The 2016 TCM Classic Film Festival is almost here, and I can hardly wait. This year's festival -- which runs from April 28th-May 1st in Hollywood -- will feature Gina Lollobrigida as its special guest, a live orchestral screening of The Passion of Joan of Arc (1928), and will celebrate "big-time emotions of big screen stories" with this year's theme of "Moving Pictures."
If you're like me, attendance at these marvelous events long ago ceased to be optional. If you love the movies, if they're important to you in an emotional way, then these festivals are a necessity -- for the same reason that owning a physical copy of a favorite movie (whether on Blu-ray, DVD or even VHS) is a necessity: because it makes your relationship to the film closer, more permanent.
If movies are something you have a passionate relationship with, then TCM's festivals give you the chance to seal that relationship with a personal memory -- and I'm already looking forward to what this year's memories will be.
The best part of TCM's festivals -- their core appeal -- is in seeing classic movies with people associated with the film in attendance, usually introducing the film. At last year's TCM Classic Film Festival, for example, I had the pleasure of seeing Julie Andrews and Christopher Plummer at the screening of The Sound of Music, Sophia Loren at the screening of Marriage Italian Style, and George Lazenby at the screening of On Her Majesty's Secret Service. Errol Flynn's daughter, Rory Flynn, even introduced a screening of her father's classic pirate film, The Sea Hawk.
Every one of these experiences was incredible -- like watching the Dodgers play while seated next to Sandy Koufax, or enjoying a night at the Met sitting next to Plácido Domingo. Watching Sophia Loren being interviewed last year by her son, Edoardo Ponti, was especially poignant; I've never seen such an intense, personal interview of a major star before - let alone in person (the interview will be broadcast on TCM during this year's festival). If it's possible, I'm even more a fan of Sophia than I was before.
To describe these screenings as "emotional" doesn't begin to cover it. If you're like me, carrying around decades of memories of these films, seeing these people in person and hearing their recollections brings their films to life in a whole new way -- making them even more vivid and real than they were before.
Each year at the festival there's some new experience to marvel at. One year it was seeing How Green Was My Valley with Maureen O'Hara present; another it was seeing On the Waterfront with Eva Marie Saint; another it was seeing It's a Mad, Mad, Mad, Mad World with Mickey Rooney and the surviving cast; another it was watching American Graffiti poolside at the Hollywood Roosevelt Hotel with the cast. Or seeing Bell, Book and Candle with Kim Novak; or seeing Le Mans with Steve McQueen's son Chad and legendary Le Mans drivers describing their experiences working with the King of Cool.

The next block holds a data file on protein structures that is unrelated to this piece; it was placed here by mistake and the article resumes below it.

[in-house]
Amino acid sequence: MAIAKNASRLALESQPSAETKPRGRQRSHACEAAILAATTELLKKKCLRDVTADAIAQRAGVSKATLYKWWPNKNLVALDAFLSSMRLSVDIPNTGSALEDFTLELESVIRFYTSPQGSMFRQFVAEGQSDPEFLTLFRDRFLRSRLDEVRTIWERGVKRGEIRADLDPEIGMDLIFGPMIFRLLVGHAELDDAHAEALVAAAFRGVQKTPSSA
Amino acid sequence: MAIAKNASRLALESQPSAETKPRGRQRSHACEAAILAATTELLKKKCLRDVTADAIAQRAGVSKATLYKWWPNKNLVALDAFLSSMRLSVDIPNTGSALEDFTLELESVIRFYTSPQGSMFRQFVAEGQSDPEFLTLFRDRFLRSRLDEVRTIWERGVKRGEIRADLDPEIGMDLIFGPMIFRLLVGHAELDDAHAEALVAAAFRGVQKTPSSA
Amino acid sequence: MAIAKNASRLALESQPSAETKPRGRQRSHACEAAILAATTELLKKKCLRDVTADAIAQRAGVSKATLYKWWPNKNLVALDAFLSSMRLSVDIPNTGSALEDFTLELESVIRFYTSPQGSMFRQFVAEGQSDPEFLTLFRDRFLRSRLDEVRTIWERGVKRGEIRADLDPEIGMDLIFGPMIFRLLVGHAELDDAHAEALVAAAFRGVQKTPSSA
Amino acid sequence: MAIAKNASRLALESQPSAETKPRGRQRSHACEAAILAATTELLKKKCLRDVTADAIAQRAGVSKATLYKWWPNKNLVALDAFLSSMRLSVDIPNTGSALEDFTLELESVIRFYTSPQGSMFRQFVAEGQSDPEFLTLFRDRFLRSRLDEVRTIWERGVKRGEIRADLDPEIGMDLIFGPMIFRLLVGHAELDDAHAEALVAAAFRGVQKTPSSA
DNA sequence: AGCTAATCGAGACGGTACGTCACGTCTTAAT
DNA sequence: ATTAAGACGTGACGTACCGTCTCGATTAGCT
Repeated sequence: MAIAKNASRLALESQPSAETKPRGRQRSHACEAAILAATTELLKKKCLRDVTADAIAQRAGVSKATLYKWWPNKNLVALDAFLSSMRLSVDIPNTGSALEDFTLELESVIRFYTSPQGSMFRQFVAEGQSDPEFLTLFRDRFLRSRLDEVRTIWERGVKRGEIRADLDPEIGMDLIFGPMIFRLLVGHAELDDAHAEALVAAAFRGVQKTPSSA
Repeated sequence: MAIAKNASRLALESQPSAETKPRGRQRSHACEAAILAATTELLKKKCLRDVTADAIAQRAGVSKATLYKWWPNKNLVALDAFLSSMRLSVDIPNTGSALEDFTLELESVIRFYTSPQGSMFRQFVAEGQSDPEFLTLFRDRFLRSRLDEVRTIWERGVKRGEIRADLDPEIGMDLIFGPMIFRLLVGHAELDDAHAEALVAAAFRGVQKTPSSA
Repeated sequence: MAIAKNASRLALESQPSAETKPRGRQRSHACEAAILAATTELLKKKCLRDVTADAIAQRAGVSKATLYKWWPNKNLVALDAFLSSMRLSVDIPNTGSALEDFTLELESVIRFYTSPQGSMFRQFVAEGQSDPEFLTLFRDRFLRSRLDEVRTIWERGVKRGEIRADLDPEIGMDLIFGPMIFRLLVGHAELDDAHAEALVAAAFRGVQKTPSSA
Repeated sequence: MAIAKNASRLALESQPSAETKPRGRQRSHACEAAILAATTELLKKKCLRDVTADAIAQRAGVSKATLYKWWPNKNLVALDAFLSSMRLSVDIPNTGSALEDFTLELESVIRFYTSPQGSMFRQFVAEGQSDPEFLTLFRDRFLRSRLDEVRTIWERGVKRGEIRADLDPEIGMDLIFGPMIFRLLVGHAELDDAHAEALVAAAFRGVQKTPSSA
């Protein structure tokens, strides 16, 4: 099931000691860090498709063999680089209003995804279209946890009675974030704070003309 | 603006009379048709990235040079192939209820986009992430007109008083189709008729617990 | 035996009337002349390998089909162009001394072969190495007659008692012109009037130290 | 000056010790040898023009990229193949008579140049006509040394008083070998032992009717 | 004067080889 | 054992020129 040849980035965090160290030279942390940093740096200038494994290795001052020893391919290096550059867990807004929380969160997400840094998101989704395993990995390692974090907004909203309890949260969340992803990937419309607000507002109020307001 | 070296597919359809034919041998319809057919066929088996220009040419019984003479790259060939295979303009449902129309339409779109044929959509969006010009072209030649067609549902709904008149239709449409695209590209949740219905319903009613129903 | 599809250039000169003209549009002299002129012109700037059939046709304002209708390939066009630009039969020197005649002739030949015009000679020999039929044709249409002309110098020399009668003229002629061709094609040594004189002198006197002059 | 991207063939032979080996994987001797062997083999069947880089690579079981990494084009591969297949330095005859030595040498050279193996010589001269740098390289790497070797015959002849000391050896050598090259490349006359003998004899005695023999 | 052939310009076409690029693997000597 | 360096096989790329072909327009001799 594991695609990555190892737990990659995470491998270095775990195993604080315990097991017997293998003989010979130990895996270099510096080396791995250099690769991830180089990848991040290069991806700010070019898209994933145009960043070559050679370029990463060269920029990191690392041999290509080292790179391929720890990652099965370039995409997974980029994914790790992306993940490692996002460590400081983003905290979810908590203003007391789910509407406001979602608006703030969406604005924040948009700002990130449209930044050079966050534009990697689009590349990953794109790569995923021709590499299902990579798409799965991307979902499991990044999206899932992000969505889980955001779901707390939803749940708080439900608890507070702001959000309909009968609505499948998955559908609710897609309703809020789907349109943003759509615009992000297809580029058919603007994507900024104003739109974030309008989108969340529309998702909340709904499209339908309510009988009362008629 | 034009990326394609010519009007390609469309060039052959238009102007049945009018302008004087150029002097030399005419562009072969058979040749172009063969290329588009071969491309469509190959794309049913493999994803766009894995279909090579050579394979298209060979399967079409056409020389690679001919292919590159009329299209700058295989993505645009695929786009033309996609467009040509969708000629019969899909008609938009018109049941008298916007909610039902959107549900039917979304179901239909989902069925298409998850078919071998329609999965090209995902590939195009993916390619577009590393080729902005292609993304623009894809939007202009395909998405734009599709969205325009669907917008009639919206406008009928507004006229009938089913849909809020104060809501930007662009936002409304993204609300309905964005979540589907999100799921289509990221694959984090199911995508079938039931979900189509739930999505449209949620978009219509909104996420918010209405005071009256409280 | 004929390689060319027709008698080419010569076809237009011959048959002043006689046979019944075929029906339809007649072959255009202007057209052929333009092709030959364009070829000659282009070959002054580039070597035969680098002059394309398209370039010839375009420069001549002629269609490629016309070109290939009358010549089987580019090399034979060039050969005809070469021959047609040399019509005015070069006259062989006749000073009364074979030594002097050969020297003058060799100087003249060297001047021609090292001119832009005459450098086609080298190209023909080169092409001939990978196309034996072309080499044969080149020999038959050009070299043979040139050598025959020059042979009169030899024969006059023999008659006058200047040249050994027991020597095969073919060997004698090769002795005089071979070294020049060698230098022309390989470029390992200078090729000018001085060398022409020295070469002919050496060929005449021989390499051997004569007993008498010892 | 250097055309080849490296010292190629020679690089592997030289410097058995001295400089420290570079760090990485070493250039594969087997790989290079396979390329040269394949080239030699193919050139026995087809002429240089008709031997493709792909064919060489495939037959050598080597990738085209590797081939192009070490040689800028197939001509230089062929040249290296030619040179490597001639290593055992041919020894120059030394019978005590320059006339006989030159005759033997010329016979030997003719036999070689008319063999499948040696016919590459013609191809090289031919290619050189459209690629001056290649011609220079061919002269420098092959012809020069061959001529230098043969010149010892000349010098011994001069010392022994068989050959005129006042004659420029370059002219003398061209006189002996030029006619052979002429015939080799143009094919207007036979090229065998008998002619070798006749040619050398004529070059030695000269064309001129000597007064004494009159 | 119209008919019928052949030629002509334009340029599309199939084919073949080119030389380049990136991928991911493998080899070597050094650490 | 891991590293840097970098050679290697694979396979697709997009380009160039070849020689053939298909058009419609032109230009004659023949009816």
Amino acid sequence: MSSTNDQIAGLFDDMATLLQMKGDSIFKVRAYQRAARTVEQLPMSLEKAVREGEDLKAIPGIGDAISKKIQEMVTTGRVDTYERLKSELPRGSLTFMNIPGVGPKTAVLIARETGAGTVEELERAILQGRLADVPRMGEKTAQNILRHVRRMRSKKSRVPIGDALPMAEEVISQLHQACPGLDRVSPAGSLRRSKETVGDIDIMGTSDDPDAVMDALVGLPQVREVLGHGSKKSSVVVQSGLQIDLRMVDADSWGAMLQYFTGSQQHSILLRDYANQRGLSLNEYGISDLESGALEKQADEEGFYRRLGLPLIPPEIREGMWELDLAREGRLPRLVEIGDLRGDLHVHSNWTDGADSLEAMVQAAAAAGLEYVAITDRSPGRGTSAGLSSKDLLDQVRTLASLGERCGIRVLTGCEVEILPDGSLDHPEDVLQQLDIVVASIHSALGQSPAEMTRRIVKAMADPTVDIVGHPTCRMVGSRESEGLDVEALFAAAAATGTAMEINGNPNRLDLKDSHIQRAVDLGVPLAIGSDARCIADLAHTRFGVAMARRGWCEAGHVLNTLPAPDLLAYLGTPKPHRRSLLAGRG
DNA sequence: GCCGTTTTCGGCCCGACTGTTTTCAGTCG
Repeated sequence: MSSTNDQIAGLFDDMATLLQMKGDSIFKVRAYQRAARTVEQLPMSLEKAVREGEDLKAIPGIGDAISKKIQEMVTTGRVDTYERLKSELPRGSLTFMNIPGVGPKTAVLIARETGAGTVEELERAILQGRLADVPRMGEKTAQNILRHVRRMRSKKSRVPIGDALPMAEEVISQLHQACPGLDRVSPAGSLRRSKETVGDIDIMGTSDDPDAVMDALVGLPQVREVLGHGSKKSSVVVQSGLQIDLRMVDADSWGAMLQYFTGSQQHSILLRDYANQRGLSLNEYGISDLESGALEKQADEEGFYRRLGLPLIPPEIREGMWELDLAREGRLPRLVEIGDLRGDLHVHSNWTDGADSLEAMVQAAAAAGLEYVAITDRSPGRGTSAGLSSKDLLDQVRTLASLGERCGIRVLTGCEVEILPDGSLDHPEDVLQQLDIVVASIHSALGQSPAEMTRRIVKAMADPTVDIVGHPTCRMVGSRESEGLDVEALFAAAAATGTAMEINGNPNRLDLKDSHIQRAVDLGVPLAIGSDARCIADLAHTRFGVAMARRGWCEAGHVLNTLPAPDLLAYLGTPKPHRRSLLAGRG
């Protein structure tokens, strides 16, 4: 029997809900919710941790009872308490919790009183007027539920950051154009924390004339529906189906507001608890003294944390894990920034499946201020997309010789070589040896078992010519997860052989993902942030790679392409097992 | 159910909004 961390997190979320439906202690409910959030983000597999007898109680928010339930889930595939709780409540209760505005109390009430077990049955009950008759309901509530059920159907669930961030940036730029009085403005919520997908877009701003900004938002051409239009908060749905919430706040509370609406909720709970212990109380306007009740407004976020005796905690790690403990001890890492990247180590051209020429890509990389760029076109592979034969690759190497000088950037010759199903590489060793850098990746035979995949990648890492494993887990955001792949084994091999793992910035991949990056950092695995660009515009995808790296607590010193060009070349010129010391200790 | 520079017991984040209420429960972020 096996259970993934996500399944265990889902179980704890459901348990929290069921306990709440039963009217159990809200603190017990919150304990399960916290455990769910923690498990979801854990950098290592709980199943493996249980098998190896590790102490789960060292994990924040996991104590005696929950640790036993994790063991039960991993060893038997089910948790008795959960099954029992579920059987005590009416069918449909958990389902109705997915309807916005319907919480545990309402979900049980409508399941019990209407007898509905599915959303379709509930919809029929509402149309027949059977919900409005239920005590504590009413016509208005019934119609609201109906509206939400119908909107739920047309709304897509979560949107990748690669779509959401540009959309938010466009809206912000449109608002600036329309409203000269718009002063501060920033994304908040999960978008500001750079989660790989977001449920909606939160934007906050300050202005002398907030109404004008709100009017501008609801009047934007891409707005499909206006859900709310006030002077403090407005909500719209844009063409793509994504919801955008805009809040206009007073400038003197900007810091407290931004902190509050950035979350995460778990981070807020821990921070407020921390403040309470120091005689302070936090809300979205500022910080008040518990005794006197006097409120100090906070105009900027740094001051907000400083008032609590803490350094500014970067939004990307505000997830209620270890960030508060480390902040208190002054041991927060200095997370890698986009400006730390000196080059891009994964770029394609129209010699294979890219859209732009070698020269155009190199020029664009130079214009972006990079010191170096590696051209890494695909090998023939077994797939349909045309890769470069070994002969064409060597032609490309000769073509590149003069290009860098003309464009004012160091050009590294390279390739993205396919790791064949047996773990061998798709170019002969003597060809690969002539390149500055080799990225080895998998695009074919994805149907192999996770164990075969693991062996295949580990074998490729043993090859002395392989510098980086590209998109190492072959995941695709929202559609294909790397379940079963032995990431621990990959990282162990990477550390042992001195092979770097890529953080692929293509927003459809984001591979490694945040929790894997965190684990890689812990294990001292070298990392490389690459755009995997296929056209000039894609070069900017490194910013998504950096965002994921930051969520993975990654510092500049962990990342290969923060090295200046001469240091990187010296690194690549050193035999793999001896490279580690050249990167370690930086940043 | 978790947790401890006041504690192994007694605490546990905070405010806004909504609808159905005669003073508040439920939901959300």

You get the idea. Seeing film history unspool in person this way is truly extraordinary -- almost too much to take in.
Indeed, the whole scene at TCM's festivals can be delightfully surreal -- in ways that no other film event can match. One minute you're quietly relaxing in the Hollywood Roosevelt Hotel -- ground zero for the festival -- and suddenly somebody's interviewing Mel Brooks, Shirley MacLaine or Max von Sydow over in the corner. The next minute you're chatting quietly with Diane Baker, or Kim Novak is winking at you, or you're snapping selfies with Errol Flynn's grandson (seriously, that happened).
You can't make this stuff up -- it's heaven for a classic movie lover.
TCM's yearly festivals in Hollywood can be emotionally overwhelming -- like a huge family reunion (filmed in CinemaScope) -- but they're also informative, and catnip for film history buffs. Some highlights for me last year were watching Ben Burtt and Craig Barron go in-depth on the sound effects and visual effects of Gunga Din, catching an interesting presentation on 2-strip Technicolor, and seeing a rare 70mm film print of Patton. Such presentations add immeasurably to our appreciation of cinema craft.
If I had a wish for this year's festival, it would be to see John Ford's The Searchers (1956) -- which celebrates its 60th anniversary this year. Shot in VistaVision in Monument Valley, The Searchers is indisputably John Wayne's greatest film, and likely the greatest Western ever made. It's also a feast for the eyes on the big screen, although non-digital screenings of the film are increasingly rare. (The Searchers was last screened at the TCM festival in 2012 in the TCL Chinese Theatre, digitally.) It would be great to see Patrick Wayne -- John Wayne's son, who played Lt. Greenhill in The Searchers -- introduce the movie, or perhaps John Ford's grandson Dan, and then let the big film roll.
That's ultimately the best part of these festivals: sinking into a seat in a darkened theater ... and watching a movie you love, savoring it for a brief moment with the people responsible for creating it. When that happens, memories are made -- and something old is made new again.